Why do we map threats? Linking threat mapping with actions to make good decisions for biodiversity c

Tulloch, V.J.D., Tulloch, A.I.T., Visconti, P., Halpern, B.S., Watson, J.E.M., Evans, M.C., Auerbach, N.A., Barnes, M., Beger, M., Chadès, I., Giakoumi, S., McDonald-Madden, E., Murray, N.J., Ringma, J., and H. P. Possingham (2015). Why do we map threats? Linking threat mapping with actions to make good decisions for biodiversity conservation. Frontiers in Ecology and Evolution, 13: 91-99 Spatial representations of threatening processes – “threat maps” – can identify where biodiversity is at risk, and are often used to identify priority locations for conservation. In doing so, decision makers are prone to making errors, either by assuming that the level of threat dictates spatial priorities

Global status of and prospects for protection of terrestrial geophysical diversity

Sanderson, E., Segan, D.B. and J.E.M. Watson (2015). Global status of and prospects for protection of terrestrial geophysical diversity. Conservation Biology, 29: 649-656. Conservation of representative facets of geophysical diversity may help conserve biological diversity as the climate changes. We conducted a global classification of terrestrial geophysical diversity and analyzed how land protection varies across geophysical diversity types. Geophysical diversity was classified in terms of soil type, elevation, and biogeographic realm and then compared to the global distribution of protected areas in 2012. We found that 300 (45%) of 672 broad geophysical diversity types currently meet the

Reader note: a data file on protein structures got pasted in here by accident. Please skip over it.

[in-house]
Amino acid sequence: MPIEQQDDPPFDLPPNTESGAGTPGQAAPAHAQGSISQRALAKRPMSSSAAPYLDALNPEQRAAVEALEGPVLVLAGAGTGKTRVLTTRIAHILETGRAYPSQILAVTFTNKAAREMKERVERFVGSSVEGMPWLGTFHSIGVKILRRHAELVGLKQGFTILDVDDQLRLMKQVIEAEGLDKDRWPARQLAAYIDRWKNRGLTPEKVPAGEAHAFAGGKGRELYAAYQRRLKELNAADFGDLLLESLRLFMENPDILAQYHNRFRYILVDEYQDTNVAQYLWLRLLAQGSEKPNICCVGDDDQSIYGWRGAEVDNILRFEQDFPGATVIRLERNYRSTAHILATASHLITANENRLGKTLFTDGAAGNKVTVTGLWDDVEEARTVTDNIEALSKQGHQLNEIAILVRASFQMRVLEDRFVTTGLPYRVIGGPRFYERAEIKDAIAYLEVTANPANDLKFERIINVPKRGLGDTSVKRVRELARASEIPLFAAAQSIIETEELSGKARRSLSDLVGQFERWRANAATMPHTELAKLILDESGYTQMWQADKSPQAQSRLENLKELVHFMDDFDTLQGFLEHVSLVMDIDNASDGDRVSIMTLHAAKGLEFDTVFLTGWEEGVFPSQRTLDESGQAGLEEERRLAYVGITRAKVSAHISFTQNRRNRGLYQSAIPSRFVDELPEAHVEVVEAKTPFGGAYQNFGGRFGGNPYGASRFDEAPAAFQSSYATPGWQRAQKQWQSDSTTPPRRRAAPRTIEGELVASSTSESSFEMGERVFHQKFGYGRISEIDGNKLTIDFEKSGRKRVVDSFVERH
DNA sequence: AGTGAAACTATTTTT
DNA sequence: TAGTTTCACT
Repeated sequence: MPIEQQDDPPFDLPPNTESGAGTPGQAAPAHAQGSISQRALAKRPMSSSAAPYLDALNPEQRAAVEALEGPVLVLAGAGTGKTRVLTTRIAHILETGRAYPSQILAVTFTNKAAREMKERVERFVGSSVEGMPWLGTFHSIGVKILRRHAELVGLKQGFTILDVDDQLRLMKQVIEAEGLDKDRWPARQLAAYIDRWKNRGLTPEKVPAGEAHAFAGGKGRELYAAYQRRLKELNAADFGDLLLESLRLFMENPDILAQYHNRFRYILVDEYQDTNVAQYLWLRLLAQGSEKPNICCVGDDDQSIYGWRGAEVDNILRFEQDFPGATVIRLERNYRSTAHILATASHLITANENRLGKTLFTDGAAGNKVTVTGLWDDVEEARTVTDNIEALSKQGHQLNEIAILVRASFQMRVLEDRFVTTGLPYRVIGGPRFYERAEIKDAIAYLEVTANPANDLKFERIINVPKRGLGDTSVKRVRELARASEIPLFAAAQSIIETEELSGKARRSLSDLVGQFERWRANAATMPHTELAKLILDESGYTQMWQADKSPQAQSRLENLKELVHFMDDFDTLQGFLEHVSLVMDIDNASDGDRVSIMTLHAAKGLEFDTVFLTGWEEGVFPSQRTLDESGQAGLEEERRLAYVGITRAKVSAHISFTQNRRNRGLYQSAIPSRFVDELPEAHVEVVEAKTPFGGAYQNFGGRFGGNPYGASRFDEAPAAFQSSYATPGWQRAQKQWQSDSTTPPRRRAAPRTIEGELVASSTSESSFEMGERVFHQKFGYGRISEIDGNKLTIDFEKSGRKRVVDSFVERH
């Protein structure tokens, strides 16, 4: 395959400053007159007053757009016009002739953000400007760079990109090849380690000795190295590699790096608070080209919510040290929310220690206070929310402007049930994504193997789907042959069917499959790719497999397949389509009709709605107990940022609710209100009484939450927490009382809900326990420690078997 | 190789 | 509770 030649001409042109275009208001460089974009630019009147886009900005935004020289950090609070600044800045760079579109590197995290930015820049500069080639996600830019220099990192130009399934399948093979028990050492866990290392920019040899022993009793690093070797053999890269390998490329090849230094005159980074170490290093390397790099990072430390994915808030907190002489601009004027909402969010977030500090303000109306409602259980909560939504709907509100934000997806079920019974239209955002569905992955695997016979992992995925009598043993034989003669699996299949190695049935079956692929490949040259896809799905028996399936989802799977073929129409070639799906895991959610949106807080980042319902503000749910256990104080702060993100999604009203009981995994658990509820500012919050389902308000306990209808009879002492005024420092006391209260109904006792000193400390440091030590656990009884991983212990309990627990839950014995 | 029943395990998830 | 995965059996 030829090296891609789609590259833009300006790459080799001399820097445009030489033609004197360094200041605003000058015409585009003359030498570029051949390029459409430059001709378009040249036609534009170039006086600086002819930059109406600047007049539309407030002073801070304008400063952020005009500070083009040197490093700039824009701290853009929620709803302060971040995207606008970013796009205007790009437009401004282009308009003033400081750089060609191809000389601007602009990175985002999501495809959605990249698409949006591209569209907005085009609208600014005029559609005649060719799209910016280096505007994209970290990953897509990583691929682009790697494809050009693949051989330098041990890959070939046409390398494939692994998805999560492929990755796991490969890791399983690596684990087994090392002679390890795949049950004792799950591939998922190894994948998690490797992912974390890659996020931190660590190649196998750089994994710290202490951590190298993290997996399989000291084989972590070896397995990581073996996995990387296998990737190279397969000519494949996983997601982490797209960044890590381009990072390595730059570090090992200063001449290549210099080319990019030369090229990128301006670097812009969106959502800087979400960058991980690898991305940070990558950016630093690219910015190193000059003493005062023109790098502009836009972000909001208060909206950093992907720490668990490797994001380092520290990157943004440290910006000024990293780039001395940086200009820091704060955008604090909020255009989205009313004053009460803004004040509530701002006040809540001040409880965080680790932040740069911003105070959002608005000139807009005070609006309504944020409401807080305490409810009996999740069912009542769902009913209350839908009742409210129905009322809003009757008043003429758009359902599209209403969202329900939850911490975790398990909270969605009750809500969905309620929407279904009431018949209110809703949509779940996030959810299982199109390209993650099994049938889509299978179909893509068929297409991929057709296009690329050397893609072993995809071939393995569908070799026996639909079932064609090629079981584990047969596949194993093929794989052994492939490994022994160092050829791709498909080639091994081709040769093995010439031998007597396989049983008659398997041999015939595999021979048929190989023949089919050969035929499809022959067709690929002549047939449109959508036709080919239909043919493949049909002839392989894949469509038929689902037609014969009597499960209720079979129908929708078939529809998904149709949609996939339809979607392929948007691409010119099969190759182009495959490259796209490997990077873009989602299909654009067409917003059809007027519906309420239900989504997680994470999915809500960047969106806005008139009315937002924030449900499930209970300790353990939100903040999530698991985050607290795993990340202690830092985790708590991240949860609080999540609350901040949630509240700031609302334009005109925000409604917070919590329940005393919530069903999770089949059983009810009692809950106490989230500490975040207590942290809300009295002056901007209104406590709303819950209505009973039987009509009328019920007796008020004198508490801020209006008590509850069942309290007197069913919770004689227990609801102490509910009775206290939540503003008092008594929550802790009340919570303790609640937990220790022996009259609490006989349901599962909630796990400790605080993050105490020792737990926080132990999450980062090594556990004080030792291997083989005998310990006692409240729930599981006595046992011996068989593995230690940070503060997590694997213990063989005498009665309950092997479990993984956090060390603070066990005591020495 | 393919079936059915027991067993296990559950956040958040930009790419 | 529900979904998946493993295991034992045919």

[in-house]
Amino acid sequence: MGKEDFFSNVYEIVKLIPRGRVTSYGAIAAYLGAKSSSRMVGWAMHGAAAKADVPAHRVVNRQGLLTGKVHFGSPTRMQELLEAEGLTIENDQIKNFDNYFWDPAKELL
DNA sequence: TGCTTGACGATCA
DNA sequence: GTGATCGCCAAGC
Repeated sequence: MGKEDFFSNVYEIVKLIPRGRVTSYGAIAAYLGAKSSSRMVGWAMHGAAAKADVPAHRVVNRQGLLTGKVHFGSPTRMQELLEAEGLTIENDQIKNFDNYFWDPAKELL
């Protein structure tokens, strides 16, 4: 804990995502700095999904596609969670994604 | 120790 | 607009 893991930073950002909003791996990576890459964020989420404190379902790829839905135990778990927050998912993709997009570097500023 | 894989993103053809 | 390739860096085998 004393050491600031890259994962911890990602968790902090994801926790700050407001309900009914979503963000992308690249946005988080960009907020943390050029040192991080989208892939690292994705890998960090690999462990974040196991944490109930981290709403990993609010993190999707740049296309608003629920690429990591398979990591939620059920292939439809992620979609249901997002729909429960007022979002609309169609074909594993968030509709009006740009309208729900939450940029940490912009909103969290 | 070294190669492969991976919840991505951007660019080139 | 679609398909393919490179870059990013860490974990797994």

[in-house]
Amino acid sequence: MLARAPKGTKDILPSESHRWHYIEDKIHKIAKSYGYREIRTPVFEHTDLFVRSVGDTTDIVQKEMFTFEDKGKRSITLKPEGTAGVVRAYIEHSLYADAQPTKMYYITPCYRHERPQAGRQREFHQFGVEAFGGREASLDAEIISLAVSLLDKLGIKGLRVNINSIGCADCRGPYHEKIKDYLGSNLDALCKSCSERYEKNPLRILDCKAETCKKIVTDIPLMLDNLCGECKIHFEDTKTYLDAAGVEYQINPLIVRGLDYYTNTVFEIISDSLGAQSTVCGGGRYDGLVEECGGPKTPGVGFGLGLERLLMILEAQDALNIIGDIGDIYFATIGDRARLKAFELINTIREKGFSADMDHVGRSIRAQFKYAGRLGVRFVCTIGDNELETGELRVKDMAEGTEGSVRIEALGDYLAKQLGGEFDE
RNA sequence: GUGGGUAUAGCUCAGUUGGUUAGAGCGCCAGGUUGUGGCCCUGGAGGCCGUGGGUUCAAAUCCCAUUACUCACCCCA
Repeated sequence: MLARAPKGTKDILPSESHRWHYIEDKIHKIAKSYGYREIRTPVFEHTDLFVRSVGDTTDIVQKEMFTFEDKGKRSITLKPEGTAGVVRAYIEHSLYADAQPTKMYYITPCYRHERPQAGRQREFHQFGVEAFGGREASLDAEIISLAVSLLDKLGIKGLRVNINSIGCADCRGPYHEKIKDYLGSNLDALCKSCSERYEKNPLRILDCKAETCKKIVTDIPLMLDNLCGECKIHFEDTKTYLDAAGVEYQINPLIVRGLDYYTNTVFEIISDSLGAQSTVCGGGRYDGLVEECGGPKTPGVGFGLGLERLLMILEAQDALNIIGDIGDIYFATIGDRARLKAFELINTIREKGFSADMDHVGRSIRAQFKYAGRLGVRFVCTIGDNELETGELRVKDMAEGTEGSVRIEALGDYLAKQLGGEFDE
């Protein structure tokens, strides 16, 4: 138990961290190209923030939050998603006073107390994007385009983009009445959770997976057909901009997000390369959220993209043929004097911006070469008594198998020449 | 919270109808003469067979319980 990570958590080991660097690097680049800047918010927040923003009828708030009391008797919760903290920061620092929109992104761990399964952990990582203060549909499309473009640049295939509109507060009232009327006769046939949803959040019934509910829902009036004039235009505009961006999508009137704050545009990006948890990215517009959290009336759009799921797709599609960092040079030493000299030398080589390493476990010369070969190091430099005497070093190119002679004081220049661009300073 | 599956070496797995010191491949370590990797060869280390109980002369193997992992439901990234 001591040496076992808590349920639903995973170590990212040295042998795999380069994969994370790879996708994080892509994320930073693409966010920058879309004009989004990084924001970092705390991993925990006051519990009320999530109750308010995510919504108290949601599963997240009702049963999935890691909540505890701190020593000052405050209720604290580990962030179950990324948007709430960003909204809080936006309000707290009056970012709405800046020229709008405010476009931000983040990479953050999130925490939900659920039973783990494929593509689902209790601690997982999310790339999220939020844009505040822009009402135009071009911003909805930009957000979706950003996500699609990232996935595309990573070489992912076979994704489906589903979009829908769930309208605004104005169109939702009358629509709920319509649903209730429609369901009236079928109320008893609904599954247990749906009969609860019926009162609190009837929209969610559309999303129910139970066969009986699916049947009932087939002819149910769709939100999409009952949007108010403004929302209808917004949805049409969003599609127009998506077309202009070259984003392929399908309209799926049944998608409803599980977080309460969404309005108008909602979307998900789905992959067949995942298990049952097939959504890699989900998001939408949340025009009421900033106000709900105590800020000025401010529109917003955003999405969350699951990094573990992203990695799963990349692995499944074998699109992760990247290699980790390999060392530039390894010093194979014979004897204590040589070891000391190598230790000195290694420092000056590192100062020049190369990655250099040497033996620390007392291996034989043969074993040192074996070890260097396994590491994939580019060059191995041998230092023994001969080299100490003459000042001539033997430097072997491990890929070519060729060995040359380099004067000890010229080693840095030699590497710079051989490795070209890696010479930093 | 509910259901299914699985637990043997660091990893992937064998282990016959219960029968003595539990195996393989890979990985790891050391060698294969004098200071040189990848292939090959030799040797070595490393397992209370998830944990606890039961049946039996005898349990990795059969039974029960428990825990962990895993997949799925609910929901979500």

The use of Senate inquiries for threatened species conservation

Shumway, N. and Seabrook, L. (2015), The use of Senate inquiries for threatened species conservation. Ecol Manag Restor, 16: 196–198. doi:10.1111/emr.12178 Global biodiversity continues to decline at a steady rate, especially in Australia where 10% of the land mammal population has become extinct since European settlement. The Environment Protection and Biodiversity Conservation Act (EPBC) list of threatened species is Australia's version of the IUCN red-list; however, not all species fit easily within the EPBC guidelines and criteria for listing. Recently, a high-profile Senate inquiry was used to bring about the listing of the koala, Phascolarctos cinereus, although it had previously been

Considering the impact of climate change on human communities significantly alters the outcome of sp

Segan, D. B., Hole, D.G., Donatti, C.I., Zganjar, C., Martin, S., Butchart, S.H.M. and J.E.M. Watson (2015). Considering the impact of climate change on human communities significantly alters the outcome of species and site-based vulnerability assessments. Diversity and Distributions, 21: 1101 – 1111. Human activities are largely responsible for the processes that threaten biodiversity, yet potential changes in human behaviour as a response to climate change are ignored in most species and site-based vulnerability assessments (VAs). Here we show that when the potential impact of climate change on humans is incorporated into well-established site and species VA methodologies, the outcomes bec

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